The following concerns a question in a physics degree exam at the
University of Copenhagen:
"Describe how to determine the height of a skyscraper with a barometer."
One student replied: "You tie a long piece of string to the neck of the
barometer, then lower the barometer from the roof of the skyscraper to the
ground. The length of the string plus the length of the barometer will
equal the height of the building."
This answer so incensed the examiner that the student was failed
immediately. The student appealed on the grounds that his answer was
indisputably correct, and the university appointed an independent arbiter
to decide the case. The arbiter judged that the answer was indeed correct,
but did not display any noticeable knowledge of physics. To resolve the
problem, it was decided to call the student in and allow him six minutes in
which to provide a verbal answer, which showed at least a minimal
familiarity with the basic principles of physics.
For 5 minutes, the student sat in silence, forehead creased in thought.
The arbiter reminded him that time was running out, to which the student
replied that he had several extremely relevant answers, but couldn't make
up his mind which to use. On being advised to hurry up, the student
replied as follows:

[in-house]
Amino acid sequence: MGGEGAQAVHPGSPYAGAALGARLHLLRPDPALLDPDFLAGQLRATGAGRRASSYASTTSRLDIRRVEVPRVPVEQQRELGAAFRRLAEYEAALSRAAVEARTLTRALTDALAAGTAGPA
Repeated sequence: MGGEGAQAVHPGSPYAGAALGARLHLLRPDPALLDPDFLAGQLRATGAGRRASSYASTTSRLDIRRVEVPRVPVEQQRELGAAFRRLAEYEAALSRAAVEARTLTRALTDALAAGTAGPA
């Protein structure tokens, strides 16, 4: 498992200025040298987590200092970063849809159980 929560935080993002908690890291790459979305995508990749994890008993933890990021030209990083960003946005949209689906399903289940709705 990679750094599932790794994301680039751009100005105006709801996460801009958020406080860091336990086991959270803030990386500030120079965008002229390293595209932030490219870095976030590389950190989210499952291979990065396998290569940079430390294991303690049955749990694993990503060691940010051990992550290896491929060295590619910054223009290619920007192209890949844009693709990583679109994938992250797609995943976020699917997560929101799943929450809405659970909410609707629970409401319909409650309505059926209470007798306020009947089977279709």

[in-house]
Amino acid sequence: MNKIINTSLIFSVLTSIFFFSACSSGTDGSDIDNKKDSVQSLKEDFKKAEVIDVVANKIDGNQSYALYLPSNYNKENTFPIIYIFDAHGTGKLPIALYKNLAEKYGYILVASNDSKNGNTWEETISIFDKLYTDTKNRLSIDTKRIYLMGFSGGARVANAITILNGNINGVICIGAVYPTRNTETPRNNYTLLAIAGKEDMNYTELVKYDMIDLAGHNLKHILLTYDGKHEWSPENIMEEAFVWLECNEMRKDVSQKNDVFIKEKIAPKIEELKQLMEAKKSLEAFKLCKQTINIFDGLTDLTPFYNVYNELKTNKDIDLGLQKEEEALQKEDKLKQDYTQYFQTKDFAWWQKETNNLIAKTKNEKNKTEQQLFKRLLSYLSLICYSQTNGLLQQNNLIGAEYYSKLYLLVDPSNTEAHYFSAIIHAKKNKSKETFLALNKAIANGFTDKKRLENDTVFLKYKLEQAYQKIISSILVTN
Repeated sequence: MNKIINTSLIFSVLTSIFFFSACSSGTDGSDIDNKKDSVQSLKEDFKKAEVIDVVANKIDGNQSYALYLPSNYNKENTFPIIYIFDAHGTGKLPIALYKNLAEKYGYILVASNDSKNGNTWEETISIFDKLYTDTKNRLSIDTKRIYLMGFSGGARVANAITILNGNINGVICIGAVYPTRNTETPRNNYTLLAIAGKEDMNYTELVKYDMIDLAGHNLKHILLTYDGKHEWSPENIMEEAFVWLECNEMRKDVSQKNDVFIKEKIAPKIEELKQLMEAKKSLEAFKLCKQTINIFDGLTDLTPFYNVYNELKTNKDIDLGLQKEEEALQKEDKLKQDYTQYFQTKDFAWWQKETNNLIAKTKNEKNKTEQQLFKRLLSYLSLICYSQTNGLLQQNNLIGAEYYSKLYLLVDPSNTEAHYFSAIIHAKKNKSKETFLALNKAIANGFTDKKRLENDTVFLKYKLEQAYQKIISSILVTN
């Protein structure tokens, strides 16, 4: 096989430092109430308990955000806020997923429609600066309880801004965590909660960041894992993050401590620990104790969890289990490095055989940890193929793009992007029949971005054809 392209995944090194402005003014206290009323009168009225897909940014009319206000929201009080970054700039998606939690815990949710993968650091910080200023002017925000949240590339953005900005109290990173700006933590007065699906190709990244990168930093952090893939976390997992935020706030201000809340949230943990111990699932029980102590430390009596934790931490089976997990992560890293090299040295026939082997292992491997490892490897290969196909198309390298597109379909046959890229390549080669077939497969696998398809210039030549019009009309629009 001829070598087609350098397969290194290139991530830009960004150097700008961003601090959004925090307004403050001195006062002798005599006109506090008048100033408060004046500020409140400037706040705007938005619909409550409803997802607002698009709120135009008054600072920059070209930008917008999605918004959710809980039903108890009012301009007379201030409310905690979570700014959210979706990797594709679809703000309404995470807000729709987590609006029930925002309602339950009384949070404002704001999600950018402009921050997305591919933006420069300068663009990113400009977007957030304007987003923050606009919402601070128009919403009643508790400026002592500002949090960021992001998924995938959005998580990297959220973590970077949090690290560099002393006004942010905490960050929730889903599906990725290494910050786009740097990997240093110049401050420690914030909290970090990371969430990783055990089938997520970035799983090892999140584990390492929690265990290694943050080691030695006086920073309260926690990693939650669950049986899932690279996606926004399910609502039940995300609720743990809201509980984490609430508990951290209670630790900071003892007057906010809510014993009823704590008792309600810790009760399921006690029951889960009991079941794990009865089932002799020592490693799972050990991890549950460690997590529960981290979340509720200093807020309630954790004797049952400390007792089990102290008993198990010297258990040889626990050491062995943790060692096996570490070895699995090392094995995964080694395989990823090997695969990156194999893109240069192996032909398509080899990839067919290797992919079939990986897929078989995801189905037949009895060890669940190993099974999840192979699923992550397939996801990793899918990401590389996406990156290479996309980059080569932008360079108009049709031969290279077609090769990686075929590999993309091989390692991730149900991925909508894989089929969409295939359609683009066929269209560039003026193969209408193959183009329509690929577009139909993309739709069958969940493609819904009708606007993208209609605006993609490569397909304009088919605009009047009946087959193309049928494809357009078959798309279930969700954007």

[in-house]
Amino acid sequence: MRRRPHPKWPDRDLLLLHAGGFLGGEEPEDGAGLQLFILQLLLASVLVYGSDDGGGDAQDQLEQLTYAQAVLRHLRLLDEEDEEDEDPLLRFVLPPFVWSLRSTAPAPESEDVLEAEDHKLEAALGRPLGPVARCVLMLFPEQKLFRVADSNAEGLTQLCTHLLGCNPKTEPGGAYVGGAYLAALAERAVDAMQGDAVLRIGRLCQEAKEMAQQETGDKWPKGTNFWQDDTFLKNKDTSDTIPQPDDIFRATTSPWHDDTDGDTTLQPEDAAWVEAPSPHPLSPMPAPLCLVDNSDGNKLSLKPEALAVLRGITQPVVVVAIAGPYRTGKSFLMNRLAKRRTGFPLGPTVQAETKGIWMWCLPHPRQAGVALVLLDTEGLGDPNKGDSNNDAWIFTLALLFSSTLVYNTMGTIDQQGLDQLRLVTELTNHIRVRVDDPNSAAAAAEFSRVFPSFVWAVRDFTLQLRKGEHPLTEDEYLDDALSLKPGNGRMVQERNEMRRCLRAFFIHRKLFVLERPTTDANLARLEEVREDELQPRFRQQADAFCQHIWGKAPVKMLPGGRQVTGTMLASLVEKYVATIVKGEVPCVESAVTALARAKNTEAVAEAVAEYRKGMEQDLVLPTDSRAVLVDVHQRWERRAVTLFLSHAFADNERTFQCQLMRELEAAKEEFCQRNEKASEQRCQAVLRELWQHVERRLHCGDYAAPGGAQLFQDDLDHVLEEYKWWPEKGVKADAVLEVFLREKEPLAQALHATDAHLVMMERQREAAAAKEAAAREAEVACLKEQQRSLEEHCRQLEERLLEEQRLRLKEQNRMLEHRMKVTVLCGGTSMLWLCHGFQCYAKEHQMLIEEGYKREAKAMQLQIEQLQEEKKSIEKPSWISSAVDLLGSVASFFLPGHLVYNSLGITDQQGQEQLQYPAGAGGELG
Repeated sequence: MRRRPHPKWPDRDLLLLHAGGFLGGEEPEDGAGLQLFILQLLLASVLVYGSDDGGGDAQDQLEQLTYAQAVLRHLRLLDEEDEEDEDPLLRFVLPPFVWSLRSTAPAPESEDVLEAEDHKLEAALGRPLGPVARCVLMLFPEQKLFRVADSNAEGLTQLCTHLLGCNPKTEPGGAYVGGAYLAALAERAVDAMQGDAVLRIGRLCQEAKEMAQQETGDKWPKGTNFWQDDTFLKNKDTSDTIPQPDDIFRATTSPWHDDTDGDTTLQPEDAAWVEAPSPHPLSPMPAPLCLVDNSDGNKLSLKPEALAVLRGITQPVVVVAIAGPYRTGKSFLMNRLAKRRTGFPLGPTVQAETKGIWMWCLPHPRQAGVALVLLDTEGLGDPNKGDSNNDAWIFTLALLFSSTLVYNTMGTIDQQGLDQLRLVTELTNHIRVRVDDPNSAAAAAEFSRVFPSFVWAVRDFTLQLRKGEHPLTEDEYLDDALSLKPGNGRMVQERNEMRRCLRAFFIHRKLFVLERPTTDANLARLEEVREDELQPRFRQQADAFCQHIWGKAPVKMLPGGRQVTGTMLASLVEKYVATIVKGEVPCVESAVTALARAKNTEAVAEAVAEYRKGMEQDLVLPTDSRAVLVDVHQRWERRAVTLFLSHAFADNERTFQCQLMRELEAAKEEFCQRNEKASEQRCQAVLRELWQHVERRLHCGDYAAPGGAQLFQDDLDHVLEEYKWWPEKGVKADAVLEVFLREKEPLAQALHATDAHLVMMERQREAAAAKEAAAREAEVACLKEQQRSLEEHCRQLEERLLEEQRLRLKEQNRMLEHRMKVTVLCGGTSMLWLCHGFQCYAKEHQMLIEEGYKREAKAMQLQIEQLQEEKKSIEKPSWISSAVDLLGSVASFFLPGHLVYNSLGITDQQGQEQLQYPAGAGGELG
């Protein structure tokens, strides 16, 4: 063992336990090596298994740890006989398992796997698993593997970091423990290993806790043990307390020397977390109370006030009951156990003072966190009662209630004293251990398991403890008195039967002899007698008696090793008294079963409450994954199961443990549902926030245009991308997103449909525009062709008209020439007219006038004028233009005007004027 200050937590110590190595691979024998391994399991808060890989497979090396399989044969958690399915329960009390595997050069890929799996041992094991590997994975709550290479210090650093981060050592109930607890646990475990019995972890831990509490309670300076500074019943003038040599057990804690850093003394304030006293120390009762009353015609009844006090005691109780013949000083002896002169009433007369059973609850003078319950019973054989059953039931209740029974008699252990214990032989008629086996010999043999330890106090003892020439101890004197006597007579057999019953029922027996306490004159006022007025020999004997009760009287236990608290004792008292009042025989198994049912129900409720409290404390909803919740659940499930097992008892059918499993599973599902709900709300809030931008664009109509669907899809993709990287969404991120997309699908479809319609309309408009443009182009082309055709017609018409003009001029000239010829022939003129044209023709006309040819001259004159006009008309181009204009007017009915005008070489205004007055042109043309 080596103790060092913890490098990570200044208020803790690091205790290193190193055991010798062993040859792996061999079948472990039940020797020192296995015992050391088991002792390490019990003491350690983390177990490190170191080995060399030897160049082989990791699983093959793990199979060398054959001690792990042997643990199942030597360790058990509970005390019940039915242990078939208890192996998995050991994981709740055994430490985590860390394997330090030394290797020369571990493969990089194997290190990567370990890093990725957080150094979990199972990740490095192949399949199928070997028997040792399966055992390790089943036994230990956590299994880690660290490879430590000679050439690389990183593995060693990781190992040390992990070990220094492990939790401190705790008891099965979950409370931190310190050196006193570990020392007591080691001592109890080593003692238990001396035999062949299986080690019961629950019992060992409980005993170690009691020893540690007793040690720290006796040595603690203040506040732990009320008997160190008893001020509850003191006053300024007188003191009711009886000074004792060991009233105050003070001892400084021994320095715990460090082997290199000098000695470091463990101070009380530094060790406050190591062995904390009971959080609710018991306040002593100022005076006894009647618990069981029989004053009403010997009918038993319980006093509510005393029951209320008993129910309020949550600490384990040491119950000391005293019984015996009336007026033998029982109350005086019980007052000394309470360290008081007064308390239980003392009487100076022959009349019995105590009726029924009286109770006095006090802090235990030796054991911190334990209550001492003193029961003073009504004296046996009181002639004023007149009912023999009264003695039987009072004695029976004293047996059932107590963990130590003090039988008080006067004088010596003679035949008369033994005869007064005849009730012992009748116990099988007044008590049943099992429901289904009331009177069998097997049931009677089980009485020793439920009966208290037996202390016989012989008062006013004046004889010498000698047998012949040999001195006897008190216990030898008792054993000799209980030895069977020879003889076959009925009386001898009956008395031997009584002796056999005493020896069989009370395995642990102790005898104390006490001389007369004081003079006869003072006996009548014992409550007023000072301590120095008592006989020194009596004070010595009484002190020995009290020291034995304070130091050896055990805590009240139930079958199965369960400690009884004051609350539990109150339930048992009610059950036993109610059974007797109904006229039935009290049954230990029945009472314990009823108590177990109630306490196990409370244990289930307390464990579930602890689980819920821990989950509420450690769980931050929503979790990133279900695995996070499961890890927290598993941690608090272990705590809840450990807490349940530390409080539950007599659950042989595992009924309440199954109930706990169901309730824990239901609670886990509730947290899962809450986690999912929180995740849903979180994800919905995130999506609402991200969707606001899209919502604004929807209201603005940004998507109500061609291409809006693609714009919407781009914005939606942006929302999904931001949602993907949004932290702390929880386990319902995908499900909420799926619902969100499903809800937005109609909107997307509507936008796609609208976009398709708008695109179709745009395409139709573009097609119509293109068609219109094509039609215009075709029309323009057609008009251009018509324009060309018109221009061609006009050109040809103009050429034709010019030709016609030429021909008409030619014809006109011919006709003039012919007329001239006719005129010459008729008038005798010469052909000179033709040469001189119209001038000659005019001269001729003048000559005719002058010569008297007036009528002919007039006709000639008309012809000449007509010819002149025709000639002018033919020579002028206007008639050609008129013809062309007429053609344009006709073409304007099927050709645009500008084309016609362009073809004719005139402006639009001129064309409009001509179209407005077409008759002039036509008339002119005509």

"Firstly, you could take the barometer up to the roof of the skyscraper,
drop it over the edge, and measure the time it takes to reach the ground.
The height of the building can then be worked out from the formula H= 0.5g
x t squared. But bad luck on the barometer.
"Or, if the sun is shining you could measure the height of the barometer,
then set it on end and measure the length of the shadow. Then you measure
the length of the skyscraper's shadow, and thereafter it is a simple matter
of proportional arithmetic to work out the height of the skyscraper.
"But, if you wanted to be highly scientific about it, you could tie a short
piece of string to the barometer and swing it like a pendulum, first as
ground level and then on the roof of the skyscraper. The height is worked
out by the difference in the gravitational restoring force T = 2 pi sq root
"Or if the skyscraper has an outside emergency staircase, it would be
easier to walk up it and mark off the height of the skyscraper in barometer
lengths, then add them up.
"If you merely wanted to be orthodox and boring about it, of course, you
could use the barometer to measure the air pressure on the roof of the
skyscraper and on the ground, and convert the difference in millibars to
feet to give the height of the building.
"But since we are constantly being exhorted to exercise independence of
mind and apply scientific methods, undoubtedly the best way would be to
knock on the janitor's door and say to him, 'If you would like a nice new
barometer, I will give you this one if you tell me the height of this
The student was Niels Bohr, the only Dane to win the Nobel Prize for
Physics. (In 1922, "for his services in the investigation of the structure of atoms and of the radiation emanating from them")
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